Nick's favourite mission was to help Mrs E in Hackney. It was only Nick's second shopping mission, but he says Mrs E was so organised and understanding of the risks (wiping everything down), and at the end so appreciative, as well as having an essential shopping trolley.
"I really felt I was doing something really positive to assist her - especially when she explained the background to her isolation. She’d also written Good Jim at the top of her shopping list, which made me smile."
Nikki, GoodGym York
Before going out on a mission, Nikki imagines herself in the position of the person she is helping and what it would mean to her to have someone to call on for basic supplies.
"I think it's important to look out for the vulnerable people in society, those who are not able to go to the shops. I am lucky enough to be able to shop and get out and about myself, but many people can't do that. I think in today's society there is lots of emphasis on money and material objects. Volunteering for GoodGym shows that with exercise and doing a good deed for someone else you can boost your mood, completely free!"
Nikki found her first shopping mission to help Ms P the most rewarding.
She explains that her and Ms P spent a long time chatting and that Ms P couldn't believe that she was giving up time on a Saturday to get her shopping.
"Ms P was 92 and didn't have any family close by. She was also nervous about having someone else do her shopping for her so I think this task showed her that it was ok and there were people to call on to help."
Dave Ewens, GoodGym Southwark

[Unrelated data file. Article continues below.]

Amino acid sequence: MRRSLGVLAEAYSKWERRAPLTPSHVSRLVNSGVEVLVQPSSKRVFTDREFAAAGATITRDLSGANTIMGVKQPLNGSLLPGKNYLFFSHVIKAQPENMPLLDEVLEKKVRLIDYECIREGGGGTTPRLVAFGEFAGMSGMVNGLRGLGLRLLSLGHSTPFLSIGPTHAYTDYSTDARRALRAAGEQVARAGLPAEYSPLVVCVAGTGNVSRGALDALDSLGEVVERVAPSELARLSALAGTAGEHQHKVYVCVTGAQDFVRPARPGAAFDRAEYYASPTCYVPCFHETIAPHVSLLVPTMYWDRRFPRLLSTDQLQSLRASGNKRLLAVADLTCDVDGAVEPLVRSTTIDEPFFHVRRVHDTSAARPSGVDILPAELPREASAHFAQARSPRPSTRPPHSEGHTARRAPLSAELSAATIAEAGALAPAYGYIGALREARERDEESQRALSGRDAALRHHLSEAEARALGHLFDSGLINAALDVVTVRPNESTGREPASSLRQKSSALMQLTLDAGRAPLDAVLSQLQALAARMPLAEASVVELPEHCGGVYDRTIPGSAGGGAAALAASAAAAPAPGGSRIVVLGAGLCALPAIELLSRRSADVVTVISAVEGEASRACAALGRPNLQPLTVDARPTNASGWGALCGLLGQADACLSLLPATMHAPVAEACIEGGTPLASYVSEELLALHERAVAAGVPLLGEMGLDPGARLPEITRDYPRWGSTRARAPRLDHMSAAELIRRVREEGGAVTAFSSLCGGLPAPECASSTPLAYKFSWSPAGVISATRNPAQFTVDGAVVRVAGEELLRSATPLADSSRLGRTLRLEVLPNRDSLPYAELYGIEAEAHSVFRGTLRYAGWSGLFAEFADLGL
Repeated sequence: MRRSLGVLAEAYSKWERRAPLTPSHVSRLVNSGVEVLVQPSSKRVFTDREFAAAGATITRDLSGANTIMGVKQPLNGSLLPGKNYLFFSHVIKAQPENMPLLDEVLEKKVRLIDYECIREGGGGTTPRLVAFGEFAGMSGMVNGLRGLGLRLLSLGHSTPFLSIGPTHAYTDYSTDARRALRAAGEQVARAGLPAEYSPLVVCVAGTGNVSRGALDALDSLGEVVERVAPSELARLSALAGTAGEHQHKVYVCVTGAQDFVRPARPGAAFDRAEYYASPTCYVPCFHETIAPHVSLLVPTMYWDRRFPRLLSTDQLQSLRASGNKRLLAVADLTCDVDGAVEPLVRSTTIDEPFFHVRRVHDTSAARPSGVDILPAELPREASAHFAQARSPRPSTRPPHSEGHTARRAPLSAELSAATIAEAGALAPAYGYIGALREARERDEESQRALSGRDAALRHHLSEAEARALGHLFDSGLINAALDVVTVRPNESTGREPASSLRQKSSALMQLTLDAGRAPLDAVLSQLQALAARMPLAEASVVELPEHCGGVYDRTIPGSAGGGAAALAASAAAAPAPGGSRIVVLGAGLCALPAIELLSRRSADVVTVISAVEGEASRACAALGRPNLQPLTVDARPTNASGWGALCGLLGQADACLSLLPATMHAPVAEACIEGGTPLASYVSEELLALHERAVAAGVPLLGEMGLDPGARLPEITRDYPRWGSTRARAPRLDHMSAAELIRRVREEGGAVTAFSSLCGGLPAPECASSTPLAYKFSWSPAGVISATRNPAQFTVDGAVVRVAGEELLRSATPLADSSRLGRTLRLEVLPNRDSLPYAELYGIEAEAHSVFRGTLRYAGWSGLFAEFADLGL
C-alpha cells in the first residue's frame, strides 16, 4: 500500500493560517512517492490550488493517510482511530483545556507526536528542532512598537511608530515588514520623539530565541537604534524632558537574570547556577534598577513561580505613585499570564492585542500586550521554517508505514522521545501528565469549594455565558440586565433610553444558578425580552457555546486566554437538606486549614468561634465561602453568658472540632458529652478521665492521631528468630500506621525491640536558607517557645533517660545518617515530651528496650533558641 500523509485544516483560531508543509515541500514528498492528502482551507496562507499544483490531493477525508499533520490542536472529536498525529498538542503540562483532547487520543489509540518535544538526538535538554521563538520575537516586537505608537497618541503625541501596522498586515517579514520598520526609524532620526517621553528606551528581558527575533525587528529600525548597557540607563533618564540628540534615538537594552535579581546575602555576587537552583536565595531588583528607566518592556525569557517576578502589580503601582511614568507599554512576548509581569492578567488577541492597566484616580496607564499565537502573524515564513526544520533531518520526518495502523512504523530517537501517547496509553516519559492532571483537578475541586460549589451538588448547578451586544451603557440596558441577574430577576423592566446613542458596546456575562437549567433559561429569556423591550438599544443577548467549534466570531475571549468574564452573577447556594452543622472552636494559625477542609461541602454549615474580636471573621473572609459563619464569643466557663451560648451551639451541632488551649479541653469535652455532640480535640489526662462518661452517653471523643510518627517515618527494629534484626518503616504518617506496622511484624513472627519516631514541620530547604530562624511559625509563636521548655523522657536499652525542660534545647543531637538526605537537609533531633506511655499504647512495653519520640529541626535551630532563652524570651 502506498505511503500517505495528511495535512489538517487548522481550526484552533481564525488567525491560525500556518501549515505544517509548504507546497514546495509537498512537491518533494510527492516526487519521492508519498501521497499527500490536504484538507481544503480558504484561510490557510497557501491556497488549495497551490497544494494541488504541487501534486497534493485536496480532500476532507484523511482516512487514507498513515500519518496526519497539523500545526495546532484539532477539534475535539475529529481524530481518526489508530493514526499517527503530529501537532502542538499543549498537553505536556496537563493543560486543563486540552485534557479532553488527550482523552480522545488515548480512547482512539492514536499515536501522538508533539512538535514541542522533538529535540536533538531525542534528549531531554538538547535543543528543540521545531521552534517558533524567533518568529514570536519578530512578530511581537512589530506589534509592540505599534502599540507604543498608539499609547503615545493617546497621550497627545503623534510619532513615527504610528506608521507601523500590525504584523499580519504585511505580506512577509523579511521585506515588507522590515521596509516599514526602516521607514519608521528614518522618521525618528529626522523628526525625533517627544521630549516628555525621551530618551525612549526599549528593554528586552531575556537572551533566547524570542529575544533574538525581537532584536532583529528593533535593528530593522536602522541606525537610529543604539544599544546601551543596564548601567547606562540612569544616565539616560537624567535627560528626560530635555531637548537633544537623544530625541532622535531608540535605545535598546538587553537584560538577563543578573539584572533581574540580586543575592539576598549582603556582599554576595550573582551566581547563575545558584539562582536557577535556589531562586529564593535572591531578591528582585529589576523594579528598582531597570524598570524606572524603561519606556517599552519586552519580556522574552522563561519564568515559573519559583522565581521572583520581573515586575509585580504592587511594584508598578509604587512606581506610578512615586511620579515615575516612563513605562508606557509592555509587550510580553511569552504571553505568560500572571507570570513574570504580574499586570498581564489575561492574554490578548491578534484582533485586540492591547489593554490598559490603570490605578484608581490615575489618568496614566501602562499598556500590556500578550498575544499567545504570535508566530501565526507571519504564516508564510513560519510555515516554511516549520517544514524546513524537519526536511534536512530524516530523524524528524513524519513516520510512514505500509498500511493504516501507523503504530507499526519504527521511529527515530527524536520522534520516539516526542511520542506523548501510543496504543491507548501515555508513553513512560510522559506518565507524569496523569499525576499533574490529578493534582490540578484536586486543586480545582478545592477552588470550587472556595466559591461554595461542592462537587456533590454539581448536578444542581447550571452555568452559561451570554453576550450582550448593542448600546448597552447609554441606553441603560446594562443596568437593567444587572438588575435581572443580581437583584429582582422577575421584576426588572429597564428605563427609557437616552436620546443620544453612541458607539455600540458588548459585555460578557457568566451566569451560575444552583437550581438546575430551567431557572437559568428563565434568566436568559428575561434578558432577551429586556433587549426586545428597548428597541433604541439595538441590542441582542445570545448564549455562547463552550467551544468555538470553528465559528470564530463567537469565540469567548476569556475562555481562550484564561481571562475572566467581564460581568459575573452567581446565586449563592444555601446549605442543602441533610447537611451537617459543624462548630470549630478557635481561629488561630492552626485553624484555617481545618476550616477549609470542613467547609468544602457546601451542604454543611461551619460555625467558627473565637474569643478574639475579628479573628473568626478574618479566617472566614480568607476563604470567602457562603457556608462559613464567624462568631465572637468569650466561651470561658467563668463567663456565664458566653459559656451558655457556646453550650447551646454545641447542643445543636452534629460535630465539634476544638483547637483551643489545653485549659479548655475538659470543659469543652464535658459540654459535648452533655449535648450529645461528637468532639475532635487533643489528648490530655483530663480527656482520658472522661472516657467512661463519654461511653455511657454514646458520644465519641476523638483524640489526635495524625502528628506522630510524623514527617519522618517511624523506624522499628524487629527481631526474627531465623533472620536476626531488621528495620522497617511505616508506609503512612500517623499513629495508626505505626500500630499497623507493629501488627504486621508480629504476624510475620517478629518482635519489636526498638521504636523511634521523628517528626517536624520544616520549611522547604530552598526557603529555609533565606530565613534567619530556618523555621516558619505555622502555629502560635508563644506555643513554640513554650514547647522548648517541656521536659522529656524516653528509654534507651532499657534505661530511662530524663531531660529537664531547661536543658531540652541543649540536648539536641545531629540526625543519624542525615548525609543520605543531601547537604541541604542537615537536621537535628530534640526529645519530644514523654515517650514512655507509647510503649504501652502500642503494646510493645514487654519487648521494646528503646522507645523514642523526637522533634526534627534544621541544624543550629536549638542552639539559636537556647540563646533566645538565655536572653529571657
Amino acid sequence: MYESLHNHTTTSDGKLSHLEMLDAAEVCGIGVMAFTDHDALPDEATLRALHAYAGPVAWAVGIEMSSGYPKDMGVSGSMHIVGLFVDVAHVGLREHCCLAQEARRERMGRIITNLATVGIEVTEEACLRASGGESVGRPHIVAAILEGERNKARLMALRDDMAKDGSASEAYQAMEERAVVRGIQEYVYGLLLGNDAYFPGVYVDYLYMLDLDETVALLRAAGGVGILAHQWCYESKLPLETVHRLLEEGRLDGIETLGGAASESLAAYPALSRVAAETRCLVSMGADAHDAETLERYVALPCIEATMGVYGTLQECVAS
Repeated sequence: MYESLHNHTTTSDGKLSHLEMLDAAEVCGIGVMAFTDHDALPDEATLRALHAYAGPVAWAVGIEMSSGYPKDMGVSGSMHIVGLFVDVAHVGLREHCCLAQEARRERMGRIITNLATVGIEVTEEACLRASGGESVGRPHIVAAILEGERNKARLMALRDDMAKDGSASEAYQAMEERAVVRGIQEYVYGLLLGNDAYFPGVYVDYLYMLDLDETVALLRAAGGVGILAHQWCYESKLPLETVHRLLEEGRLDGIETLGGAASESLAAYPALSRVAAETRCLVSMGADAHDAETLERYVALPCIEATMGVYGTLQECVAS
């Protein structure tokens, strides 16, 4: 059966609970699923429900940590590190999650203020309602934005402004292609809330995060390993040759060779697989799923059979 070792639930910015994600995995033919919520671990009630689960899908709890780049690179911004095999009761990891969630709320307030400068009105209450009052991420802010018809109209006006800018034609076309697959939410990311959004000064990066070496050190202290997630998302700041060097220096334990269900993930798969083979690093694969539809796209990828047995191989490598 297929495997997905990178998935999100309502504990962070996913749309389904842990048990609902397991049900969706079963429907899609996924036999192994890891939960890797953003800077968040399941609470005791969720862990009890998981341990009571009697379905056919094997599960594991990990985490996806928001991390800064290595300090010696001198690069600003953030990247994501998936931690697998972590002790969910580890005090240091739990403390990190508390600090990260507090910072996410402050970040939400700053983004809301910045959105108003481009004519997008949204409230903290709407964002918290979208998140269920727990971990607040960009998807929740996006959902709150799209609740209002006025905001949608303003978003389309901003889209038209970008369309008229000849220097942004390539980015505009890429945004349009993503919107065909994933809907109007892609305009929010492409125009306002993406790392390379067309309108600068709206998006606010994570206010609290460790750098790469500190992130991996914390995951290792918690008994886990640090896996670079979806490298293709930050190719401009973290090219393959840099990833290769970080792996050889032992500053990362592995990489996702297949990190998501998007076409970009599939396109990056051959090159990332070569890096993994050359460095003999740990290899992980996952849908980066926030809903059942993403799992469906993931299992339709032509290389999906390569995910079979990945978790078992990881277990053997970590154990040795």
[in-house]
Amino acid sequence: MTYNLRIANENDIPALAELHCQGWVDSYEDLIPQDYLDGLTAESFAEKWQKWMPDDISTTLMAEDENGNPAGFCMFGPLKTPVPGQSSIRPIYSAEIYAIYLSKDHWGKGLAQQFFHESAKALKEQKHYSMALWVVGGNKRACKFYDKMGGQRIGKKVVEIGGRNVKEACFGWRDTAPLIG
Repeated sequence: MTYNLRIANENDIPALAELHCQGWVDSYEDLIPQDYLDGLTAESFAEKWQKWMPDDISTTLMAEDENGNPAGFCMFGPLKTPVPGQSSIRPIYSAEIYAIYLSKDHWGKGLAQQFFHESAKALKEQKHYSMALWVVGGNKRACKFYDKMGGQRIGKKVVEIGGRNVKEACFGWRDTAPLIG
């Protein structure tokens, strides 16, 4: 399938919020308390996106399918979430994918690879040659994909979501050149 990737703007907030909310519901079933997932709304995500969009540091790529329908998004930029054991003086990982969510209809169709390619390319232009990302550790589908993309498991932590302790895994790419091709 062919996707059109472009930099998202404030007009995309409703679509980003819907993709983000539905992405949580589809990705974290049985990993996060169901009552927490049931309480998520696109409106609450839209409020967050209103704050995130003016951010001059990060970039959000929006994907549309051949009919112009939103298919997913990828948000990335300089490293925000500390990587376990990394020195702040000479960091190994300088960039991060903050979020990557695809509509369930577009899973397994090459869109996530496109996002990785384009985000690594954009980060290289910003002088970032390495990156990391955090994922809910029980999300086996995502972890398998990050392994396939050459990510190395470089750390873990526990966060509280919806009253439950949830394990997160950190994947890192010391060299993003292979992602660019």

For Dave, doing missions during the outbreak have been a great way to help out since hes been out of work.
"The positive thing about completing missions is that you're helping someone in need, it gets you out running, it's something great to do in my now vast free time and it's generally just really rewarding that you can make an impact to someone what ever the size."
Dave says the mission he believes had the biggest impact was for Mr V in Wandsworth. Mr V had been without the food he needs for around weeks, relying on food bank donations, which aren't fully able to cater to his needs as he is pescetarian and is allergic to dairy. Dave was able to pick up the food that he needed and GoodGym donations meant we were able to help out with his current difficult financial situation.
"I also remember his reaction when I delivered his shopping, I couldn't get a word in as he was full of emotion and repeating that his "prayers were answered" and "God bless you". It clearly and obviously meant so much to Mr V."
Lenka, GoodGym Richmond
Similarly to Dave, Lenka is also currently out of work and found having something productive to do in order help someone in isolation appealing. Lenka's stand out mission is a last minute mission she did for Ms D in Southwark.